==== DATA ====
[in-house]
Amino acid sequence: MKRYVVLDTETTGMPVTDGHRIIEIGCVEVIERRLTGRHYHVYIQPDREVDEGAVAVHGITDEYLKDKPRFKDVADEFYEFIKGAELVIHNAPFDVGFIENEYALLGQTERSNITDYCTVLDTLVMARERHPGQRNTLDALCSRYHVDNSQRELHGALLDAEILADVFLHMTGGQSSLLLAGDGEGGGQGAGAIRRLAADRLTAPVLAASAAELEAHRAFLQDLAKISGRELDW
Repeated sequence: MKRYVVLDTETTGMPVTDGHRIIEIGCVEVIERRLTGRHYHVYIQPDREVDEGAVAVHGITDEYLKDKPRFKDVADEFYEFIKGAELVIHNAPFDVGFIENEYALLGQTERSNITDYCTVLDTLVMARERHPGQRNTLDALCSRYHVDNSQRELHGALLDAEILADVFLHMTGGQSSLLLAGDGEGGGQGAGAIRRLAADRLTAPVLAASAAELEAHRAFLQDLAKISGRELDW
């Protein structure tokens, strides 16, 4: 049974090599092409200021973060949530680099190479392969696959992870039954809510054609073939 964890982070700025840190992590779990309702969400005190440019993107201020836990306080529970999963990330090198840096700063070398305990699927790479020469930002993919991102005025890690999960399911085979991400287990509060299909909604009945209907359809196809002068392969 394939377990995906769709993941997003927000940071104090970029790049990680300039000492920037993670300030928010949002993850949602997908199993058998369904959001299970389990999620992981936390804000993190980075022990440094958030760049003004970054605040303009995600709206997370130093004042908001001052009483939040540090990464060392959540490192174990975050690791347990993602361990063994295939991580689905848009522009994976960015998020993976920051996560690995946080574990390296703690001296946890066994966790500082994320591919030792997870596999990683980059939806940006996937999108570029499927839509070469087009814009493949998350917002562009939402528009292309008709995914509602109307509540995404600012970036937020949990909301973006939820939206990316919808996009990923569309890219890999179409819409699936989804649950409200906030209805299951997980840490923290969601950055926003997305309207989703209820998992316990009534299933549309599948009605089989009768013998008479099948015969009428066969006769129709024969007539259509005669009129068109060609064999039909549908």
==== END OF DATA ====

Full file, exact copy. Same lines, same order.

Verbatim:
[in-house]
Amino acid sequence: MKRYVVLDTETTGMPVTDGHRIIEIGCVEVIERRLTGRHYHVYIQPDREVDEGAVAVHGITDEYLKDKPRFKDVADEFYEFIKGAELVIHNAPFDVGFIENEYALLGQTERSNITDYCTVLDTLVMARERHPGQRNTLDALCSRYHVDNSQRELHGALLDAEILADVFLHMTGGQSSLLLAGDGEGGGQGAGAIRRLAADRLTAPVLAASAAELEAHRAFLQDLAKISGRELDW
Repeated sequence: MKRYVVLDTETTGMPVTDGHRIIEIGCVEVIERRLTGRHYHVYIQPDREVDEGAVAVHGITDEYLKDKPRFKDVADEFYEFIKGAELVIHNAPFDVGFIENEYALLGQTERSNITDYCTVLDTLVMARERHPGQRNTLDALCSRYHVDNSQRELHGALLDAEILADVFLHMTGGQSSLLLAGDGEGGGQGAGAIRRLAADRLTAPVLAASAAELEAHRAFLQDLAKISGRELDW
């Protein structure tokens, strides 16, 4: 049974090599092409200021973060949530680099190479392969696959992870039954809510054609073939 964890982070700025840190992590779990309702969400005190440019993107201020836990306080529970999963990330090198840096700063070398305990699927790479020469930002993919991102005025890690999960399911085979991400287990509060299909909604009945209907359809196809002068392969 394939377990995906769709993941997003927000940071104090970029790049990680300039000492920037993670300030928010949002993850949602997908199993058998369904959001299970389990999620992981936390804000993190980075022990440094958030760049003004970054605040303009995600709206997370130093004042908001001052009483939040540090990464060392959540490192174990975050690791347990993602361990063994295939991580689905848009522009994976960015998020993976920051996560690995946080574990390296703690001296946890066994966790500082994320591919030792997870596999990683980059939806940006996937999108570029499927839509070469087009814009493949998350917002562009939402528009292309008709995914509602109307509540995404600012970036937020949990909301973006939820939206990316919808996009990923569309890219890999179409819409699936989804649950409200906030209805299951997980840490923290969601950055926003997305309207989703209820998992316990009534299933549309599948009605089989009768013998008479099948015969009428066969006769129709024969007539259509005669009129068109060609064999039909549908």